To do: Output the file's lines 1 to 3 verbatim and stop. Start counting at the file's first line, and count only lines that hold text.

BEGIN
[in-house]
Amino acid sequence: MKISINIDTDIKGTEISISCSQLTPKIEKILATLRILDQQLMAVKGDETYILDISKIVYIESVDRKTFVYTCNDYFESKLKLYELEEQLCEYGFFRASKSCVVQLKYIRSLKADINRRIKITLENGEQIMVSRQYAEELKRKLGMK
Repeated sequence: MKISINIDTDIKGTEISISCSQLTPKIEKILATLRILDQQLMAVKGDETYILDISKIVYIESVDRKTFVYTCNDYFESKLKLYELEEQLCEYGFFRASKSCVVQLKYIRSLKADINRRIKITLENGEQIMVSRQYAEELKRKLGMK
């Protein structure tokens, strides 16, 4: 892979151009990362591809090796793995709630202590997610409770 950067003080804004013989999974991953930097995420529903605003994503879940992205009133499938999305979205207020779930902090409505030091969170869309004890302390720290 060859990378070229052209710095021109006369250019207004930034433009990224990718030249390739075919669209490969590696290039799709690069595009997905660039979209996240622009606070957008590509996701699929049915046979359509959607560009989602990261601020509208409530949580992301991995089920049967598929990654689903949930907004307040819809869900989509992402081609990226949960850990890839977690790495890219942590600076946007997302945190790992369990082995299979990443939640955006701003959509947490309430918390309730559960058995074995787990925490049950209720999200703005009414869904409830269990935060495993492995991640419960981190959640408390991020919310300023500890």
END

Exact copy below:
[in-house]
Amino acid sequence: MKISINIDTDIKGTEISISCSQLTPKIEKILATLRILDQQLMAVKGDETYILDISKIVYIESVDRKTFVYTCNDYFESKLKLYELEEQLCEYGFFRASKSCVVQLKYIRSLKADINRRIKITLENGEQIMVSRQYAEELKRKLGMK
Repeated sequence: MKISINIDTDIKGTEISISCSQLTPKIEKILATLRILDQQLMAVKGDETYILDISKIVYIESVDRKTFVYTCNDYFESKLKLYELEEQLCEYGFFRASKSCVVQLKYIRSLKADINRRIKITLENGEQIMVSRQYAEELKRKLGMK